Many consumers still hold onto the frustrating dream of going paperless at home. We'd be happy to at least reduce the clutter in our mailboxes, desks, and file cabinets.
The first step is switching to electronic statements from banks and credit cards, utilities, and investment accounts. Consumers are being pushed that way as companies, looking to save on paper and mailing costs, encourage customers to accept electronic statements. Sprint, for one, pays its wireless customers $5 to go paperless. Others have suggested they might start charging a monthly fee for hard-copy bills.
As it is now, paper carries about 90 percent of the billions of transactional documents sent each year in the United States, say executives at tech startup Doxo. The company says it's too hard for households to go electronic; They have to make the arrangements with each company individually. Doxo announced earlier this month that it is working with billers to consolidate that process onto one website. But Doxo won't launch until later this year, and it's unclear how many companies will sign on. Even then, it's unlikely that the local florist or handyman will deal entirely in electronic docs anytime soon. That means reducing paper piles will still require scanners that can convert physical documents into handy PC files.
The good news is that scanners are getting faster, cheaper, and smarter as technology improves. Many homes already have a multi-function printer that includes a scanner good enough to get them started. But those who are serious about eliminating paper should consider specialized models that come with smart software and services. Here are some of the most innovative:
Cloud cabinet. Doxie ($130 at www.getdoxie.com) is a scanner with an added twist: It will scan documents directly to storage sites on the Web. The Doxie software is easy to use, with a chatty style that's friendly and informal. The program works seamlessly with desktop software that might store or preview scans, such as Evernote or Adobe Acrobat Reader, and works with Macs or Windows PCs.
But it's online integration that makes Doxie stand out. The scanner can send documents or photos directly to Google Docs, Evernote, and Flickr—or to a Doxie site that comes with free storage. The scanner itself is unremarkable except that it's small, at about one foot long by 2 inches wide and it only needs a PC's USB port for power. It's slow by today's standards, taking about 12 seconds to scan one side of a document, and doesn't have an automatic feeder. Also, the whole package may be too cutesy for some with the scanner's pink hearts and the manual's walking, talking scanners. But Doxie does make scanning easier and friendlier.
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Fast and portable. The Fujitsu ScanSnap S1300 (about $250 online) will quickly eat its way through a pile of documents at home or on the road. The S1300 can grab eight pages in a minute while scanning both sides in one pass. While not as small as the Doxie, the S1300 is still portable at about 11 inches by 3 inches. It weighs only three pounds and can get its power from the USB ports on a PC, or can plug into the wall while not taking up much desk space.
The Fujitsu also comes with a document feeder than can hold 10 pages at a time. The ScanSnap software helps organize what's scanned—adding a keyword to a document can automatically send it to the right folder on PC, either Mac or Windows. The included software also turns those scans into editable text that can be used in a word processor or easily searched, making it easier to find documents that are misfiled. Fujitsu, however, doesn't include drivers that would make the scanner's features fully available to other software.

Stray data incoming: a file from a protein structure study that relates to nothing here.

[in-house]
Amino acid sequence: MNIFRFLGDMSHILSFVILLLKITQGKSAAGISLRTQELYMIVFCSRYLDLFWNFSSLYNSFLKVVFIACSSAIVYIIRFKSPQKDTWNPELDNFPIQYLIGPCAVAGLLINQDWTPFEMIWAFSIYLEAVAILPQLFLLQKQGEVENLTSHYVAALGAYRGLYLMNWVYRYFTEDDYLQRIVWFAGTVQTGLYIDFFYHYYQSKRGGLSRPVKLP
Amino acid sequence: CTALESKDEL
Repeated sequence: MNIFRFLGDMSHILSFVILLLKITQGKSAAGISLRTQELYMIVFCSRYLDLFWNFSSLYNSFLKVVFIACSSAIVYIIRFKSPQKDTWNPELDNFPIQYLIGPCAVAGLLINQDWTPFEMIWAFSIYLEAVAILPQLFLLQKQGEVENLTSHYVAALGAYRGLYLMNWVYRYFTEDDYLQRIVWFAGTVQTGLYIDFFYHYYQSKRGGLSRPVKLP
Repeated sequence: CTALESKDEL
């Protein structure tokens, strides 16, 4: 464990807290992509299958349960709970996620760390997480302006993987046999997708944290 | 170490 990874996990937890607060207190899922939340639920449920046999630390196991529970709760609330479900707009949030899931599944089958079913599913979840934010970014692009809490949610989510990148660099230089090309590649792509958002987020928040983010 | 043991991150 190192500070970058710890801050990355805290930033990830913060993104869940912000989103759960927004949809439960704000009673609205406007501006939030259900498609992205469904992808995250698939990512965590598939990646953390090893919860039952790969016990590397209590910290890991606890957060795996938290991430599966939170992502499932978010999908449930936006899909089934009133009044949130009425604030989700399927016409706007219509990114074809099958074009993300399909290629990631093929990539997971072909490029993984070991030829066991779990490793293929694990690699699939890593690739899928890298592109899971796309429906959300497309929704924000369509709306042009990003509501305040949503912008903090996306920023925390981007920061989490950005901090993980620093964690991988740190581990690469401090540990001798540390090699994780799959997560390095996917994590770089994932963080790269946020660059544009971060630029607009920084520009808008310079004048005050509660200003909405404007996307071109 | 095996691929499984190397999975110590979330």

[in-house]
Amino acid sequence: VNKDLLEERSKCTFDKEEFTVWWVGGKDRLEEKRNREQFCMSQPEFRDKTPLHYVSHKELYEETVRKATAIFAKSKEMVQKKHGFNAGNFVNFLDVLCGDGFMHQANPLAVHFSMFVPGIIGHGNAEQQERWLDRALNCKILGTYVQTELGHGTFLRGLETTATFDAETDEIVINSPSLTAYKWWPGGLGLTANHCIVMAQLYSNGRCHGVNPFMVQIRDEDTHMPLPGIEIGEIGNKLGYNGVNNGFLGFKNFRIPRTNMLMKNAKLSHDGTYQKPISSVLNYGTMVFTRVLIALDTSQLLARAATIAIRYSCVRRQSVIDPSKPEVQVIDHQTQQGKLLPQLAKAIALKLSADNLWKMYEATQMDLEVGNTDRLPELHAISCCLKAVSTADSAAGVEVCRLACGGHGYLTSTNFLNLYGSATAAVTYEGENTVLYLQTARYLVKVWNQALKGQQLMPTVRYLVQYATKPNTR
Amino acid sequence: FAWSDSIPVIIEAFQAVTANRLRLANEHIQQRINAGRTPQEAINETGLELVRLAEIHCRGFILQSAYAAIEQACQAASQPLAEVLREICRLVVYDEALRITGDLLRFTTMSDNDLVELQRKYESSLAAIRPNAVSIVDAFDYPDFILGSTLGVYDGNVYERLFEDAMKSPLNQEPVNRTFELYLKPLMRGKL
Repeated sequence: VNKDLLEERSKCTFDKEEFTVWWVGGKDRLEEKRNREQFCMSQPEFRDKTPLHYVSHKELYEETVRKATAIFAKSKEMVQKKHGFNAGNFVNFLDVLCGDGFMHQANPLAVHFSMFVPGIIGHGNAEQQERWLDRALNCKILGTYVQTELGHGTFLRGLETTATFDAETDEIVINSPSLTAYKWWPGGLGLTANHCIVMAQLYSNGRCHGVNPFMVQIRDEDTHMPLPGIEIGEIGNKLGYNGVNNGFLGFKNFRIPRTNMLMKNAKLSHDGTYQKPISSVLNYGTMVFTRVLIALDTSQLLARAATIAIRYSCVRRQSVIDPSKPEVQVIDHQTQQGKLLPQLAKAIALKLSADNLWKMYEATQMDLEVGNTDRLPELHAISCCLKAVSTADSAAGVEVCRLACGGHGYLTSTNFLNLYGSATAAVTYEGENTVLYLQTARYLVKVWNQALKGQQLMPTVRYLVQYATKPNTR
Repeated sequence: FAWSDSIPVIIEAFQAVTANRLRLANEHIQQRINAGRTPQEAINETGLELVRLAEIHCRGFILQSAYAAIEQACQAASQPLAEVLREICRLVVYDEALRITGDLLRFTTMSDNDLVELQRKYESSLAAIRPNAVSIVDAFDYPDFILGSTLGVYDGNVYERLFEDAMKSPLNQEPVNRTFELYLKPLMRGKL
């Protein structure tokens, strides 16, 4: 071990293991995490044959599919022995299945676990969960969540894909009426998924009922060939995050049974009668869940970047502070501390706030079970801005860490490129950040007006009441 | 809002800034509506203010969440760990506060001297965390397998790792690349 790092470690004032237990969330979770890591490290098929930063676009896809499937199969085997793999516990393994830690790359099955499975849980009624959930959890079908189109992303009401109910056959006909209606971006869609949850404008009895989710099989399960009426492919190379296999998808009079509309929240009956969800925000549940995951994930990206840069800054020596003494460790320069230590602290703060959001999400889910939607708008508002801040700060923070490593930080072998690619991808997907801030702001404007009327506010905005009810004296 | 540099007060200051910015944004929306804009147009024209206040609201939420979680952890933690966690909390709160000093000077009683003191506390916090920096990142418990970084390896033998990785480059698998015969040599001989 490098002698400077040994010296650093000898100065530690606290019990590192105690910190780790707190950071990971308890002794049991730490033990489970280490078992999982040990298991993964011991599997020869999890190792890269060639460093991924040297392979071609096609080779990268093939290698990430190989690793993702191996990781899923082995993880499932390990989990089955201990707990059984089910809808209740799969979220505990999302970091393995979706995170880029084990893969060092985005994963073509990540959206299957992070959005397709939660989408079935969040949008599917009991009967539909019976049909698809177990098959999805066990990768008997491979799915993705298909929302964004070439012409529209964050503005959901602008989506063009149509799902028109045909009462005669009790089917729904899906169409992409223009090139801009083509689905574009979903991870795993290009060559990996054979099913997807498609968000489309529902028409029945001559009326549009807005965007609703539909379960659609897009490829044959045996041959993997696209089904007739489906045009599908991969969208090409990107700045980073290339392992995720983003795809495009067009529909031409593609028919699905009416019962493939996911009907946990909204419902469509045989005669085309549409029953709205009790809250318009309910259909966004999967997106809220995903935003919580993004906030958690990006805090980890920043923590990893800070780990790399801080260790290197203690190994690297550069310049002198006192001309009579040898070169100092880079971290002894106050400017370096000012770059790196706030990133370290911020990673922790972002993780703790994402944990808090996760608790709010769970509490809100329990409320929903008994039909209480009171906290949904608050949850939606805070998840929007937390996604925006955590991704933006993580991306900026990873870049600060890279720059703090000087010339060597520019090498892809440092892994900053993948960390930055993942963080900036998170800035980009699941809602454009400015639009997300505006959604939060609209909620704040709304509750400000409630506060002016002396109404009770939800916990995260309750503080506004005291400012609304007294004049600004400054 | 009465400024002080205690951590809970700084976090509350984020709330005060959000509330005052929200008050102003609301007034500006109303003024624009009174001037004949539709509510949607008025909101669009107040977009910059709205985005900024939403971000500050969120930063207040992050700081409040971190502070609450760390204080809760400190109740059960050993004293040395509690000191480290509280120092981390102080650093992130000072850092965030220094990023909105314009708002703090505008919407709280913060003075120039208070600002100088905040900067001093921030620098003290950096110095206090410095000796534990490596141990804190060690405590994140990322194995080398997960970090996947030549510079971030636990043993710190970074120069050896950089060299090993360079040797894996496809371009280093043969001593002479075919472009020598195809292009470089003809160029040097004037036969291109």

Hand scanner. A full-page scanner can't get much smaller than PlanOn's DocuPens (starting at about $150 online), which look and feel like large pens. They're just long enough to capture an 8.5-inch piece of paper and are only a half-inch thick.
We tested the DocuPen Xtreme X05 (about $300 online) that has added features such as a small screen for checking battery life and memory capacity. It can take tiny microSD cards for extra memory and can scan directly to BlackBerry or Windows Mobile smartphones or printers that have Bluetooth connections.
The DocuPens are about ultraportability, not speed or flexibility. Properly manipulating the device takes a bit of practice; Two hands are better than one. Scanning a page can take half a minute, plus a pause before the pen is ready for the next. But the images themselves are sharp, either in black and white or color, and the device's size makes it convenient for scans that mean carrying home less paper.
Scanning system. The NeatDesk (about $360 online) is not only a fast and convenient model, but it also comes with ambitious software for organizing life's papers. The scanner itself is attractive enough to grace any desktop and can scan 25 pages per minute on one side, or both sides of a page at a slower pace. It's also unique for removable slots that guide large, medium-size, and small documents.
The NeatWorks software converts scanned images to text and goes a step further, usually recognizing national vendors automatically and other companies with training. The software then makes quick work of filing and organizing the documents and capturing data, such as a receipt's totals, for quick export to financial software.
While the software doesn't always live up to its ambitions, its intelligence is an added benefit to anyone trying to dig themselves out from under paper. It's a proprietary system, though, so adopting NeatWorks is a commitment. It's a hassle to export the NeatWorks files to other software. But the scanner itself will work cooperatively with other programs if a user is squeamish to adopt the NeatWorks system.